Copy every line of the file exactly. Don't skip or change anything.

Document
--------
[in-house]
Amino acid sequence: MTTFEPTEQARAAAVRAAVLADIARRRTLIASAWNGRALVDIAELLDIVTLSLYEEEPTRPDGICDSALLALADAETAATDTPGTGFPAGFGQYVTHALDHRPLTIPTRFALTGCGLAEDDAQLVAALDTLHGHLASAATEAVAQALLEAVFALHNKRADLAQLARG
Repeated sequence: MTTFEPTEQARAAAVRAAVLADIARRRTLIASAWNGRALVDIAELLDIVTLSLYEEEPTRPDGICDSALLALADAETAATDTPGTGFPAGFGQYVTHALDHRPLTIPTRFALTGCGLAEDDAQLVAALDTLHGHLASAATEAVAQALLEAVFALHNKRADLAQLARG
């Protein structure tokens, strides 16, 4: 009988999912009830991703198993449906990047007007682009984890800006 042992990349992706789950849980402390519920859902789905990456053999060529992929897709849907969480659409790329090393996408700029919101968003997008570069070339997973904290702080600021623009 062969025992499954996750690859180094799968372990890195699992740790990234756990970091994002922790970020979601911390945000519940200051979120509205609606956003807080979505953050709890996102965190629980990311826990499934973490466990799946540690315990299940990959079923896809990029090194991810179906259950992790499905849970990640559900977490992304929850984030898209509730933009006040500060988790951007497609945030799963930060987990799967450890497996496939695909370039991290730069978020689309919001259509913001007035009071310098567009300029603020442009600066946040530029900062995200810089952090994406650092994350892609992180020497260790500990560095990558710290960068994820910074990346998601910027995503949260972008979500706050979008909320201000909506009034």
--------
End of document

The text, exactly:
[in-house]
Amino acid sequence: MTTFEPTEQARAAAVRAAVLADIARRRTLIASAWNGRALVDIAELLDIVTLSLYEEEPTRPDGICDSALLALADAETAATDTPGTGFPAGFGQYVTHALDHRPLTIPTRFALTGCGLAEDDAQLVAALDTLHGHLASAATEAVAQALLEAVFALHNKRADLAQLARG
Repeated sequence: MTTFEPTEQARAAAVRAAVLADIARRRTLIASAWNGRALVDIAELLDIVTLSLYEEEPTRPDGICDSALLALADAETAATDTPGTGFPAGFGQYVTHALDHRPLTIPTRFALTGCGLAEDDAQLVAALDTLHGHLASAATEAVAQALLEAVFALHNKRADLAQLARG
């Protein structure tokens, strides 16, 4: 009988999912009830991703198993449906990047007007682009984890800006 042992990349992706789950849980402390519920859902789905990456053999060529992929897709849907969480659409790329090393996408700029919101968003997008570069070339997973904290702080600021623009 062969025992499954996750690859180094799968372990890195699992740790990234756990970091994002922790970020979601911390945000519940200051979120509205609606956003807080979505953050709890996102965190629980990311826990499934973490466990799946540690315990299940990959079923896809990029090194991810179906259950992790499905849970990640559900977490992304929850984030898209509730933009006040500060988790951007497609945030799963930060987990799967450890497996496939695909370039991290730069978020689309919001259509913001007035009071310098567009300029603020442009600066946040530029900062995200810089952090994406650092994350892609992180020497260790500990560095990558710290960068994820910074990346998601910027995503949260972008979500706050979008909320201000909506009034």